Development of the MiG-1 with only minor differences, mostly palliative measures to
cure the least desirable characteristics of the MiG-1 (like poor spin performance). The
plane is reported to be at least the equal of the German craft which it met in combat.
The aircraft was in service almost until the end of the war - thanks to exceptional easy
maintenance, repairability and part compatibility. Generally from 2-3 unrepairable machines
one flying could be assembled in the field conditions.
The wings are low, with straight leading edge and tapered trailing edge to broad rounded tips. The aircraft was powered with a single in-line, liquid cooled, engine producing 1350hp. 3422 MiG-1's and MiG-3's were built. The designation MiG-3U was used for the I-230.
Country: Soviet Union / Russia
Engines: 1 * 1350hp Mikulin AM-35A, liquid-cooled V-12
Wing Span: 10.20 m
Length: 8.26 m
Height: 3.50 m
Wing Area: 17.44 m2
Wing loading: 191 kg/m²
Empty Weight: 2595 kg
Max.Weight: 3350 kg
Speed: 640 km/h
Ceiling: 12000 m
Rate of climb: 14.7 m/s
Range: 1250 km
Armament: 2 * mg 7.62 mm and 1 * mg 12.7 mm, 2 * mg 12.7 mm under-wing optional.
The Mikoyan-Gurevich MiG-3 was a Soviet fighter aircraft of World War II. It was a development of the MiG-1 in an attempt to curb some of that aircraft's handling problems. Although the problems were never completely worked out, the aircraft was considered a success.
Mikoyan and Gurevich made a large number of modifications to the MiG-1 design after field testing revealed a number of dangerous characteristics of the type. The most significant of these was doubling the dihedral of the outer wings in an attempt to create more stability, and lengthening the nose of the aircraft to move the engine and therefore centre of gravity further forward. These changes were quickly implemented on the MiG-1 production line, and by March 1941, 10 of these aircraft were coming off the production line every day. It was not long before the type would see combat, claiming a pair of German Junkers Ju 86 reconnaissance aircraft even before the start of hostilities between Germany and the Soviet Union. By the time of Operation Barbarossa, over 1,200 had been delivered.
The MiG-1 had originally been designed as a high-altitude interceptor, and this is where the MiG-3 excelled as well. The full circle turn time improved from 26.5 seconds to 23 seconds. However, most of the combat against the German invasion took place at very low altitudes, where the aircraft did not stand out at all. Some attempt was made to put it to use as a ground-attack aircraft, but it was quickly withdrawn from this role. The death knell for the MiG-3 was the discontinuation of its AM-35 engine so that Mikulin could concentrate on AM-38 production for the Ilyushin Il-2 Shturmovik. There was an attempt to re-engine the aircraft with the engine it was originally designed for, the AM-37. This was designated the MiG-7, but with this engine out of production as well, the project stalled. From Spring 1942 onwards, the MiG-3s were moved from the front line to air-defence squadrons, some of which flew them for the rest of the war.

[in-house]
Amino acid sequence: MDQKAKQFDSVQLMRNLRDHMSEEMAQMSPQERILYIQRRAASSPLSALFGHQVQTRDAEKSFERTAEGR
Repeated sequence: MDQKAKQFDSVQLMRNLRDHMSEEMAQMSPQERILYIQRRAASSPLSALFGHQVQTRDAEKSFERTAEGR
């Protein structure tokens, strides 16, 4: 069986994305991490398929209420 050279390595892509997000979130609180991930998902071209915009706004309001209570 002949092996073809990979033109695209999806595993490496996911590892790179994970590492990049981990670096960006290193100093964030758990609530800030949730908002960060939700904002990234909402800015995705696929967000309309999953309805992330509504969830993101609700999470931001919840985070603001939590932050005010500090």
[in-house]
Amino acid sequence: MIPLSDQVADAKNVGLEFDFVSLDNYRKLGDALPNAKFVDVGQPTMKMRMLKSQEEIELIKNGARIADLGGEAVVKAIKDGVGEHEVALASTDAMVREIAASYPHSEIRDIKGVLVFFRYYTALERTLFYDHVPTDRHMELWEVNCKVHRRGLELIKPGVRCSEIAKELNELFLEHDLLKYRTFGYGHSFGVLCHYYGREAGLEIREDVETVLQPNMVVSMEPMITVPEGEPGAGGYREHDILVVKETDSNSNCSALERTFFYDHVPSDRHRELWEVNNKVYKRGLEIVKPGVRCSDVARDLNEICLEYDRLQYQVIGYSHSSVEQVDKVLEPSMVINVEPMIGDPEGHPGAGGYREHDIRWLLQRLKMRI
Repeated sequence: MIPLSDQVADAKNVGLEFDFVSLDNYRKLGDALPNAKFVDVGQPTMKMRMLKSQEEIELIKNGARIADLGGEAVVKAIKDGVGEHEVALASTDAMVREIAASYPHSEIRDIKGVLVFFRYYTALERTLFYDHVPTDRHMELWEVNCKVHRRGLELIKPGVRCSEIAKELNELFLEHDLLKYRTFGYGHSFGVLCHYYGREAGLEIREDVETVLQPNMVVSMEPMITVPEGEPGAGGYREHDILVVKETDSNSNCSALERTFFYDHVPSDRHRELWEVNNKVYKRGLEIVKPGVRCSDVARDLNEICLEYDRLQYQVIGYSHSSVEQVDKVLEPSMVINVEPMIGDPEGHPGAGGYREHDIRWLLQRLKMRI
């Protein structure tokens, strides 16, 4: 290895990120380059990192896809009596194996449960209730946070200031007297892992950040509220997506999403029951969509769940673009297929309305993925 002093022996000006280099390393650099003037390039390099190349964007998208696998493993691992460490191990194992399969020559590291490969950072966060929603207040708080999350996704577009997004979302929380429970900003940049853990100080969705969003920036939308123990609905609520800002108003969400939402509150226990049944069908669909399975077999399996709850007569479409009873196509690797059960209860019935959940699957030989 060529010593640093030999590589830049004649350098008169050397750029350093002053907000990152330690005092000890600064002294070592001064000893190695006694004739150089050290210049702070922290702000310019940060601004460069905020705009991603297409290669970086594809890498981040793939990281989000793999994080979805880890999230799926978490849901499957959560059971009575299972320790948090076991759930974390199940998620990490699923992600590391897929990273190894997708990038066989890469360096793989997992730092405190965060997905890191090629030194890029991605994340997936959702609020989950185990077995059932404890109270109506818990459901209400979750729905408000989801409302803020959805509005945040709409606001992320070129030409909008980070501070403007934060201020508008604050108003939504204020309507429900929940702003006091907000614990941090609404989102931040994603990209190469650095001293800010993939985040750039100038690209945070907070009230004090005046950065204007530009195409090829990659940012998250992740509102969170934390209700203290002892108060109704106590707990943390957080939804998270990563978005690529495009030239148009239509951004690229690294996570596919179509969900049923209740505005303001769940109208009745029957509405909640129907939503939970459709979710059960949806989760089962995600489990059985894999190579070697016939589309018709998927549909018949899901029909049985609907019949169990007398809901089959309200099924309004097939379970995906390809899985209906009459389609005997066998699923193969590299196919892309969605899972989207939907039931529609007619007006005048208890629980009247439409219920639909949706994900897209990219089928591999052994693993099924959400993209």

One final attempt to save the aircraft was to re-engine it with a Shvetsov ASh-82 radial engine, the same engine that had been used to create the Lavochkin La-5 from the LaGG-3. The prototypes were designated I-210 and I-211, and was successful enough that production was considered under the designation MiG-9 (not to be confused with the later jet). However, the La-5 was already in production and the I-211 did not offer the air force anything that it did not already have in that aircraft.
Throughout the rest of the war, Mikoyan and Gurevich continued to develop the MiG-3 along the high-altitude interceptor lines that it had originally been designed for, leading to a series of ever-larger and more powerful prototypes, the I-220 to I-225. While promising enough, the air war over Germany was demonstrating that the heyday of the piston engined fighter was over, and no production order followed. Some sources confuse the MiG-7 designation with one of these aircraft.
Two final prototypes, the I-230 and I-231 attempted to make the most of the original MiG-3 and its engine by considerable lightening of the aircraft, but with the type relegated to secondary units, the air force was simply not interested.